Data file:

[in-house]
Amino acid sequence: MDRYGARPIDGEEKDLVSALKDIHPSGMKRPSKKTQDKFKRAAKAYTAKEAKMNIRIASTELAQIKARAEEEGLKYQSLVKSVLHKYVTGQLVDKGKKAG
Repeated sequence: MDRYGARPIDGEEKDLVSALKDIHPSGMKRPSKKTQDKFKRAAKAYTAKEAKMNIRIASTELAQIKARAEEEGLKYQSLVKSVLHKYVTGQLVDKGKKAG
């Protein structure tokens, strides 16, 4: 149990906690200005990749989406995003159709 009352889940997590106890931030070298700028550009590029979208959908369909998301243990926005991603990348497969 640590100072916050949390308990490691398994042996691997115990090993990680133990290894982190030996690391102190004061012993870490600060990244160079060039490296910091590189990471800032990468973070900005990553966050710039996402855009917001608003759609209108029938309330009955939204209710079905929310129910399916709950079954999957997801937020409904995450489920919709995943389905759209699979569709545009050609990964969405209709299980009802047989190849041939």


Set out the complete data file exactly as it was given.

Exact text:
[in-house]
Amino acid sequence: MDRYGARPIDGEEKDLVSALKDIHPSGMKRPSKKTQDKFKRAAKAYTAKEAKMNIRIASTELAQIKARAEEEGLKYQSLVKSVLHKYVTGQLVDKGKKAG
Repeated sequence: MDRYGARPIDGEEKDLVSALKDIHPSGMKRPSKKTQDKFKRAAKAYTAKEAKMNIRIASTELAQIKARAEEEGLKYQSLVKSVLHKYVTGQLVDKGKKAG
């Protein structure tokens, strides 16, 4: 149990906690200005990749989406995003159709 009352889940997590106890931030070298700028550009590029979208959908369909998301243990926005991603990348497969 640590100072916050949390308990490691398994042996691997115990090993990680133990290894982190030996690391102190004061012993870490600060990244160079060039490296910091590189990471800032990468973070900005990553966050710039996402855009917001608003759609209108029938309330009955939204209710079905929310129910399916709950079954999957997801937020409904995450489920919709995943389905759209699979569709545009050609990964969405209709299980009802047989190849041939």